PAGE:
The effects of the competitiveness of legislative districts on turnout and party preferences: evidence from redistricting in North Carolina
Work in progress: I examine the effects of the competitiveness of one’s legislative districts on turnout, party of registration, and predicted party preferences. I compare outcomes over time for individuals in North Carolina who were placed into more or less competitive districts in the 2011 redistricting cycle. Specifically, I compare individuals who shared the same districts in each legislative chamber (U.S. House, NC Senate, NC House) before redistricting and who differed in districts for only one chamber after redistricting. In a first specification, I match individuals within these regions on demographics and history of turnout and party registration. In a second specification, I use information on individuals’ exact addresses to run a border discontinuity design. I find that being placed into a less competitive district reduces turnout. Effects grow over time and are larger in midterm than presidential elections, reflecting the fact that there are fewer non-legislative races in midterms. By 2018, having been placed in a district in which one party is always predicted to win versus one in which the parties have an even chance of winning reduces turnout by 1.8 percentage points for U.S. House districts and 1.4 percentage points for NC House and NC Senate districts. I also find suggestive evidence that individuals shift their party registration and preferences in favor of the party predicted to win the district. I do not find that results vary for majority-minority districts, which in addition to being uncompetitive also provide strong influence to racial minorities. Finally, I show that the 2011 redistricting caused urban and Democratic-leaning registrants to face less competitive districts than other registrants. Thus, it differentially reduced turnout for these groups and shifted vote shares in favor of Republicans.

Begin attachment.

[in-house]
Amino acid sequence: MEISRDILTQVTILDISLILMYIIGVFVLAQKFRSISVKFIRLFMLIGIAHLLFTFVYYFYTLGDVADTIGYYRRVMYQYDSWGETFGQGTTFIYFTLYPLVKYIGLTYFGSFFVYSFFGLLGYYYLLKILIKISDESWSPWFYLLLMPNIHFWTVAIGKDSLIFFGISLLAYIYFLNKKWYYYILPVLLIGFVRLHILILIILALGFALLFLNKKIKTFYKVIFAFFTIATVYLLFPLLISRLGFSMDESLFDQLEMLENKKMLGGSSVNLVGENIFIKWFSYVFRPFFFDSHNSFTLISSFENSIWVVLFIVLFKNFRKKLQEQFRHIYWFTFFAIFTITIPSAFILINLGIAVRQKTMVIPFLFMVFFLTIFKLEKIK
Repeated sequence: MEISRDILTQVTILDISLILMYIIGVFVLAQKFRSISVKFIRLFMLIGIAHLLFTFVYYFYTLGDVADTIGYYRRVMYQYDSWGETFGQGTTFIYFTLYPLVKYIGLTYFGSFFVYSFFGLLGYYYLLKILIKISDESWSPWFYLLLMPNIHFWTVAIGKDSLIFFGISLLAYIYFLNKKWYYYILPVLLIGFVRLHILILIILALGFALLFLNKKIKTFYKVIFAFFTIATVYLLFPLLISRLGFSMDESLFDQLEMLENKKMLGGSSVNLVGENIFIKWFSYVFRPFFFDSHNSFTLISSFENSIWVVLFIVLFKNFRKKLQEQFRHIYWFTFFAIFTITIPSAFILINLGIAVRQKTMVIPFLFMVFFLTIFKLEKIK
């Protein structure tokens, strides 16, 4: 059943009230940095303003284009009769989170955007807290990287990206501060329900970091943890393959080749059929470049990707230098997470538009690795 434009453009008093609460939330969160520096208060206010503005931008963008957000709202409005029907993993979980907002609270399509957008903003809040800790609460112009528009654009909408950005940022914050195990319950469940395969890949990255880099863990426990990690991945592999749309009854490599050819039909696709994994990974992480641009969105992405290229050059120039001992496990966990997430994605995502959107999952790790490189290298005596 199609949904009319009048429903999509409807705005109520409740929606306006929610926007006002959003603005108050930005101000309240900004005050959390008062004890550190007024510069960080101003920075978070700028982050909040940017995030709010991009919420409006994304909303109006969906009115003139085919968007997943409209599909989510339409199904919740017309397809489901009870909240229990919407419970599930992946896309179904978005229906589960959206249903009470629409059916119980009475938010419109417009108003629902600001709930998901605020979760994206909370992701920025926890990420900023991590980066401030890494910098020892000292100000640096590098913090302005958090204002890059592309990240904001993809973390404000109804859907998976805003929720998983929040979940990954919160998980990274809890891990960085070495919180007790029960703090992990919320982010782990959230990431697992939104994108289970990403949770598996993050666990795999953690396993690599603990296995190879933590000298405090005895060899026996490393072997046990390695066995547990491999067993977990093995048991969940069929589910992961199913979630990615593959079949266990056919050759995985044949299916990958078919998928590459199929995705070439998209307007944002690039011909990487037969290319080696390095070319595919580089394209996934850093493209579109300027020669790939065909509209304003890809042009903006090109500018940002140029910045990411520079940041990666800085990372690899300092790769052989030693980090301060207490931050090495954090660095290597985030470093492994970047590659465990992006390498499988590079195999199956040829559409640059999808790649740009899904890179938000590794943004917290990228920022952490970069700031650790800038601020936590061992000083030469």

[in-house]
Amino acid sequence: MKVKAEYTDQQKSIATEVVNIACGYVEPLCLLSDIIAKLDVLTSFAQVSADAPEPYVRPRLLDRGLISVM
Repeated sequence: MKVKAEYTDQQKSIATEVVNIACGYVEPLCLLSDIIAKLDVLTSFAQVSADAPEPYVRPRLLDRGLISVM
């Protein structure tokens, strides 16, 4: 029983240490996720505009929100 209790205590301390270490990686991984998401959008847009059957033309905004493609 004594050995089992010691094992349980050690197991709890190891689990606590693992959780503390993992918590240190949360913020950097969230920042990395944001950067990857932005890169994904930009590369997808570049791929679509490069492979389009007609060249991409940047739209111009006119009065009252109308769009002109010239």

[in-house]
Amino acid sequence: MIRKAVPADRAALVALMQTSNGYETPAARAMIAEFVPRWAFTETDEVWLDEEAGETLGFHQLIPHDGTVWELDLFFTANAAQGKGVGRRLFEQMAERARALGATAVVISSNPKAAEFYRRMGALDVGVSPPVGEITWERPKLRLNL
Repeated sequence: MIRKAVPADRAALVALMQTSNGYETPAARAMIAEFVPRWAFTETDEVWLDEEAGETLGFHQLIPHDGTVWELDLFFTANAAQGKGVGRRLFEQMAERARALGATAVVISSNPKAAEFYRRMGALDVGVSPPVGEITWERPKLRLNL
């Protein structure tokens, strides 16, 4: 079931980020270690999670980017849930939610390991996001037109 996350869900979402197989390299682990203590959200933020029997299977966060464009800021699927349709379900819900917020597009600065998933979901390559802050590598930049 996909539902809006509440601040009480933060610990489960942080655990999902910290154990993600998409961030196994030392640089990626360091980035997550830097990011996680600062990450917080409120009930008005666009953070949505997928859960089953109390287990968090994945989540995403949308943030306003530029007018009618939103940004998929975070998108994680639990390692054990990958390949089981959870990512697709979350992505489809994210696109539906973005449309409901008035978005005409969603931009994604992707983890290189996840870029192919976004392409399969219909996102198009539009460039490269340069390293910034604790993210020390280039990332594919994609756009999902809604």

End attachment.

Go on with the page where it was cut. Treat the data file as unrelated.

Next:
Supplementary local school funding and residential sorting of high-income families: the case of private donations and school district parcel taxes in California
Work in progress: As a result of restrictions on property taxes as part of Proposition 13, California has often had low levels of school funding relative to other states. Beginning in the 1990s, well-off school districts increasingly supplemented funding with two local sources of revenue. These are tax-exempt private donations and a non-ad valorem tax on property parcels, known as the parcel tax. I chart the growth and distribution of this local funding. I then examine the effects of the funding on expenditures, enrollment, and gentrification. I use a dynamic regression discontinuity design to compare outcomes for districts that barely pass and fail to pass the parcel tax in local referenda. The sample includes almost 600 referenda held by over 200 school districts. I show that passing the tax has large long-run effects: it causes an increase in enrollment and housing prices, a decline in the share of students classified as eligible for free or reduced price meals, and a rightward shift in the district income distribution in census data. I find no evidence of heterogeneity in effects by whether the tax is a lump sum per parcel or varies with the parcel’s square footage. This suggests that results are driven by demand for school funding rather than pass-through of the tax burden.